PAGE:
In this lesson, we learned how to write effects that manage timers, manipulate the DOM, and fetch data from a server. In earlier versions of React, we could only have executed this type of code in the lifecycle methods of class components, but with the Effect Hook, we can perform these types of actions in function components with ease!
Let’s review the main concepts from this lesson:
useEffect()- we can import this function from the
'react'library and call it in our function components
- effect - refers to a function that we pass as the first argument of the
useEffect()function. By default, the Effect Hook calls this effect after each render
- cleanup function - the function that is optionally returned by the effect. If the effect does anything that needs to be cleaned up to prevent memory leaks, then the effect returns a cleanup function, then the Effect Hook will call this cleanup function before calling the effect again as well as when the component is being unmounted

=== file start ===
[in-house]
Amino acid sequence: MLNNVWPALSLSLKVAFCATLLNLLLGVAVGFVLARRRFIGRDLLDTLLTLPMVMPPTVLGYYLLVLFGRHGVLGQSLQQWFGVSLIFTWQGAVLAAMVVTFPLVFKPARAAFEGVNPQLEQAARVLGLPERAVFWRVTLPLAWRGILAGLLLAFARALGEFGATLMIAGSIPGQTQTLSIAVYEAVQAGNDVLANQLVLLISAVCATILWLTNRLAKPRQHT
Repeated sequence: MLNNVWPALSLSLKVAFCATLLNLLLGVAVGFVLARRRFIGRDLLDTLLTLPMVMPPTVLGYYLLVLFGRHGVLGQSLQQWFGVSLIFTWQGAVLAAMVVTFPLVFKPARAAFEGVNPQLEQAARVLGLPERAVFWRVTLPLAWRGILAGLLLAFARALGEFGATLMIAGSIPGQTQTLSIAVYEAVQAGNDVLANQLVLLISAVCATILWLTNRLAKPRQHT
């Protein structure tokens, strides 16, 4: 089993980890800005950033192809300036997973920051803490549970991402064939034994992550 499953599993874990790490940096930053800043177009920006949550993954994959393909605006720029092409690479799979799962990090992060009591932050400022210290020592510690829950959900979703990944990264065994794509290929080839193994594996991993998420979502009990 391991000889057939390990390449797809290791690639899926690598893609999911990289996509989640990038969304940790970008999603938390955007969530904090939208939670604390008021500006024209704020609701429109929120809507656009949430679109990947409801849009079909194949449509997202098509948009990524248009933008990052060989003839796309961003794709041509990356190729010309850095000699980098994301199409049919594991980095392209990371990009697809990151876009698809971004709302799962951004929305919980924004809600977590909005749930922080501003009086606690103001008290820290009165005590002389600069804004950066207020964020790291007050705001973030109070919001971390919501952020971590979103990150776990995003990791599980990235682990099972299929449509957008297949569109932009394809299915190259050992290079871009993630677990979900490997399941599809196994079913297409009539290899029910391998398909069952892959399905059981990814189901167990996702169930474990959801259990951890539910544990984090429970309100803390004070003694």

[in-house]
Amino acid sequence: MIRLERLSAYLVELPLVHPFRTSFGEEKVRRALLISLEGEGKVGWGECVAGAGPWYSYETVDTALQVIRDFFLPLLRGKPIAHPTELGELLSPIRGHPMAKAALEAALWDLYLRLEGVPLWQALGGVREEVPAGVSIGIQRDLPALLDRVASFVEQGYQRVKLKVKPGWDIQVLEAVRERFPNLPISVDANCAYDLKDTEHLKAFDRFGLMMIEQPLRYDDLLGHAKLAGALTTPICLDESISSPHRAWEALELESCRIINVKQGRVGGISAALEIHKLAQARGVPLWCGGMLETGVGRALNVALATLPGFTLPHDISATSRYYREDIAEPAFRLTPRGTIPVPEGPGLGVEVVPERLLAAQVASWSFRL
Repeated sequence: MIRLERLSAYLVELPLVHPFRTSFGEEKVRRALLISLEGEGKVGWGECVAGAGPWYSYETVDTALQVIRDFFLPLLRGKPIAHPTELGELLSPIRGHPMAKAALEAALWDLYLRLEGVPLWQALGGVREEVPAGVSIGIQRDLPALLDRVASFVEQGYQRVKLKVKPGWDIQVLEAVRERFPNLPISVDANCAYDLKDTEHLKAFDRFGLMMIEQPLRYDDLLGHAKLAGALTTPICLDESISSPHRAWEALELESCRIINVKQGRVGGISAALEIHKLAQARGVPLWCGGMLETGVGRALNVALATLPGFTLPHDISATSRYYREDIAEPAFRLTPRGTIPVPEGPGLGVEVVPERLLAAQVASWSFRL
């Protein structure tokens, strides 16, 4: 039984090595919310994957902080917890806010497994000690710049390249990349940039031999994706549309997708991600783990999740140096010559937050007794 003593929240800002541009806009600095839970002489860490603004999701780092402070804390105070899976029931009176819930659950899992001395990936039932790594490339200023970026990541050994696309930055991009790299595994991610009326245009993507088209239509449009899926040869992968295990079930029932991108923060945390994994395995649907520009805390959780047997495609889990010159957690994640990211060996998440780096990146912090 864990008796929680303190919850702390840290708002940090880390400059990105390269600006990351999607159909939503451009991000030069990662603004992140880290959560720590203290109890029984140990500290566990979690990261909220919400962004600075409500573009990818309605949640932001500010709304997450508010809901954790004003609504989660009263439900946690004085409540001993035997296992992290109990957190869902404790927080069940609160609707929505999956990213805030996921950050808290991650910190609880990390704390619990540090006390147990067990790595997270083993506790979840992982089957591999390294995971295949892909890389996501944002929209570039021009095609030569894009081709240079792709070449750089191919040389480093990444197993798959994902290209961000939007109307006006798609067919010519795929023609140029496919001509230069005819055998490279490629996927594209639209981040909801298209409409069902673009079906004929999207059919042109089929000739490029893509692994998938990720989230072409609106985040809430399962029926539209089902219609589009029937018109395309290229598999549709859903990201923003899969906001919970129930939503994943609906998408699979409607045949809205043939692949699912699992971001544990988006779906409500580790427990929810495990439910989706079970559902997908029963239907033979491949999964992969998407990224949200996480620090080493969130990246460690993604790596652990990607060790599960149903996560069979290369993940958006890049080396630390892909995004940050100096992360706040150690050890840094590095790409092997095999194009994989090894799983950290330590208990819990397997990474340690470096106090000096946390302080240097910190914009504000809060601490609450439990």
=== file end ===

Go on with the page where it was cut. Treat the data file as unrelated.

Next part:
- dependency array - this is the optional second argument that the
useEffect()function can be called with in order to prevent repeatedly calling the effect when this is not needed. This array should consist of all variables that the effect depends on.
The Effect Hook is all about scheduling when our effect’s code gets executed. We can use the dependency array to configure when our effect is called in the following ways:
|Dependency Array||Effect called after first render & …|
|Empty array||no re-renders|
|Non-empty array||when any value in the dependency array changes|
Hooks gives us the flexibility to organize our code in different ways, grouping related data as well as separating concerns to keep code simple, error-free, reusable, and testable!
Congratulations on finishing this lesson! With the new skills and information in this lesson, there’s so much functionality that you can now add to the function components in your own React apps!